Today, September 27, sees Francesco Totti turn 47.
The man who captained Roma to their third and most recent Serie A title in 2001 was a one-club man – but that almost ended up not being the case.
A switch to Sampdoria in 1996-97 nearly materialised, at a time when the young attacker felt marginalised by coach Carlos Bianchi. When Bianchi gave the Roma board an ultimatum late in that season as the club languished – essentially, “Me or Totti” – the decision was firmly in favour of Totti and that summer began a 20-year association with a storied number.
When Serie A introduced squad numbers for 1995-96, it was only natural that the number 10 would go to their captain, the legendary Giuseppe Giannini – Totti’s idol. An up-and-comer seen as part of the club’s future, Totti was allocated number 20.
He played 36 games during that season in all competitions but, while Giannini left the club at the end of the campaign, the number 10 was given to Uruguayan forward Daniel Fonseca, who had had 11 for 1995-96. As part of a fairly widespread musical chairs number operation, Totti was given the number 17.
Also departing Roma in the summer of 1996 was head coach Carlo Mazzone, who had taken Totti under his wing. His successor, the Argentinian Bianchi, was not so gushing in his praise for the youngster and even tried to sign Jari Litmanen to play in the role earmarked for Totti.
While Totti did play 26 times in the league, there was a real possibility of him leaving his boyhood club when Sampdoria made an approach. Thankfully for him, Bianchi was jettisoned and the arrival of Zdeněk Zeman as coach for 1997-98 coincided with him inheriting a special heirloom.
With Fonseca having joined Juventus, a trio of experienced players – Luigi Di Biagio, Marco Delvecchio and Abel Balbo – suggested to Zeman that giving Totti the number 10 shirt would underline his status as the jewel in the club’s crown. Roma chairperson Franco Sensi agreed, saying that, “It was right that he should take that shirt.”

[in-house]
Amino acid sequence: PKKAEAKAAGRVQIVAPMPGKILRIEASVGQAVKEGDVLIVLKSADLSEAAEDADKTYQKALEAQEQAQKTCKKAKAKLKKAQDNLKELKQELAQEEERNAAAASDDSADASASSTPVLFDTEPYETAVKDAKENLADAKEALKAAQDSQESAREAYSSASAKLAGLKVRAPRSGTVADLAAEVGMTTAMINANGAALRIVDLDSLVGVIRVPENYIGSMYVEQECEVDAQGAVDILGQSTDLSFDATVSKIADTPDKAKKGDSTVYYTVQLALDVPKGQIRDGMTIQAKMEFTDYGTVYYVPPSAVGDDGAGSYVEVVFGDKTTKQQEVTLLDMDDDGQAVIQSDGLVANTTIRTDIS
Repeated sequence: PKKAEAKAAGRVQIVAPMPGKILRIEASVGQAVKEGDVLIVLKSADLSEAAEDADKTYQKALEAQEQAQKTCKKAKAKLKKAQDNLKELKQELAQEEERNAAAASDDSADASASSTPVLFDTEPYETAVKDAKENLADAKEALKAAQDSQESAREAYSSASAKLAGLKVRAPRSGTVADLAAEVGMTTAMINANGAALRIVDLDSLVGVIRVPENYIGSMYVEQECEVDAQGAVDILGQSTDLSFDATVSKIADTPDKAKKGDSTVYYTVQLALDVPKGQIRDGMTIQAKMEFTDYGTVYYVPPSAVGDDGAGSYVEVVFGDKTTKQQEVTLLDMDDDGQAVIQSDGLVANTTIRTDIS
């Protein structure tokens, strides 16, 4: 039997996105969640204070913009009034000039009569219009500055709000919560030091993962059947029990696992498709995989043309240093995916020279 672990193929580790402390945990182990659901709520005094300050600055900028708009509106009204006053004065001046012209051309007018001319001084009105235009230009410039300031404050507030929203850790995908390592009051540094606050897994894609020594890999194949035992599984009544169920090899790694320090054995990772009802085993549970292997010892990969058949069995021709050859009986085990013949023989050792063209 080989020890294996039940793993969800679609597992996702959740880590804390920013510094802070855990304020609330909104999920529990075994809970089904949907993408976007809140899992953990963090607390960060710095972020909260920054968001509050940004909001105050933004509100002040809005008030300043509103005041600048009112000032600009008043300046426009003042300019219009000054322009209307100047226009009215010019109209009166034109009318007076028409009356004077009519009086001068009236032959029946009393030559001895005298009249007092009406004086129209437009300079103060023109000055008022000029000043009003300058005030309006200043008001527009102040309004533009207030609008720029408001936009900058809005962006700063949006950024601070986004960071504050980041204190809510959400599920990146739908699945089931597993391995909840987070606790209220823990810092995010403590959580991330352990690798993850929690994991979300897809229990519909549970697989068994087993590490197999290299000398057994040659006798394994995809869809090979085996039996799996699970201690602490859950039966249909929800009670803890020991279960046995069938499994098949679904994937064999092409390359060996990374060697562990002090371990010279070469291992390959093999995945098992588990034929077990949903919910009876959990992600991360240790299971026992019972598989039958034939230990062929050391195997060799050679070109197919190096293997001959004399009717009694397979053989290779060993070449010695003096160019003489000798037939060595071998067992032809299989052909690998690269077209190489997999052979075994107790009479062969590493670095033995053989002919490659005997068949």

Totti – for whom an old number 10 shirt worn by Giannini was a prized possession – wanted to honour his mentor.
“The first one I use I will give to Giannini,” he said. “I hope he doesn’t throw it away but uses it, because I don’t think his wife, Serena, will make him hang it in his room like I did with his. For me, it would be enough if he wore it, perhaps just playing five-a-side football.”
Within a year, Totti had become club captain and he would go on to skipper them to the Scudetto and two Coppa Italia victories – as well as wearing 10 as Italy won the World Cup in 2006.
By 2017, as Totti’s retirement loomed, it was only natural that talk should turn to the idea of retiring 10 in his honour, as had happened with Aldair’s number 6 (before being ‘un-retired’). This was something becoming more common in Italy – Milan had retired 3 for Paolo Maldini and 6 for Franco Baresi, Inter 3 and 4 for Giacinto Facchetti and Javier Zanetti respectively and Napoli had made 10 unavailable as a tribute to Diego Maradona.
However, the man himself did not agree with such a move, preferring instead to allow youngsters dream.
“I have always said no, they shouldn’t, but in the end it is a decision for the club to make,” he said.
“For the youngsters, for the kids, it is natural that they are all going to dream of wearing the number 10 shirt for Roma. I had that dream as well, and fortunately I got to live it. So, to take a child’s dream of doing it too, that would upset me.”
As of 2023, nobody has worn 10 for Roma but it has not been retired. If and when it is used again, the wearer will be in no doubt as to the privilege afforded him.